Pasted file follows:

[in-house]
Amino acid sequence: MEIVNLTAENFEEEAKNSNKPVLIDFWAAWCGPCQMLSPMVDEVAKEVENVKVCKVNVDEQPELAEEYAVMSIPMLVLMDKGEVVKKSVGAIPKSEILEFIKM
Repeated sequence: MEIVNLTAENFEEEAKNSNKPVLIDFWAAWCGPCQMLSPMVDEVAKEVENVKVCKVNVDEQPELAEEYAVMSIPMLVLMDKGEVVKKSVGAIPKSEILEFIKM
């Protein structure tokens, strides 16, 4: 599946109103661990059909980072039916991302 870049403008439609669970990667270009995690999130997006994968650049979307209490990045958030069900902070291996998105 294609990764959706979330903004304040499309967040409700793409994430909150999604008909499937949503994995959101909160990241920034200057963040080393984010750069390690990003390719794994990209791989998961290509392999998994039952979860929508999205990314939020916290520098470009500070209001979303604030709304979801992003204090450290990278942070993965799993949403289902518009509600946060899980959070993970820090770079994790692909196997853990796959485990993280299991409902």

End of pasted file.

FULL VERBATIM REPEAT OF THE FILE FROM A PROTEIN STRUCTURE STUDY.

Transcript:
[in-house]
Amino acid sequence: MEIVNLTAENFEEEAKNSNKPVLIDFWAAWCGPCQMLSPMVDEVAKEVENVKVCKVNVDEQPELAEEYAVMSIPMLVLMDKGEVVKKSVGAIPKSEILEFIKM
Repeated sequence: MEIVNLTAENFEEEAKNSNKPVLIDFWAAWCGPCQMLSPMVDEVAKEVENVKVCKVNVDEQPELAEEYAVMSIPMLVLMDKGEVVKKSVGAIPKSEILEFIKM
């Protein structure tokens, strides 16, 4: 599946109103661990059909980072039916991302 870049403008439609669970990667270009995690999130997006994968650049979307209490990045958030069900902070291996998105 294609990764959706979330903004304040499309967040409700793409994430909150999604008909499937949503994995959101909160990241920034200057963040080393984010750069390690990003390719794994990209791989998961290509392999998994039952979860929508999205990314939020916290520098470009500070209001979303604030709304979801992003204090450290990278942070993965799993949403289902518009509600946060899980959070993970820090770079994790692909196997853990796959485990993280299991409902």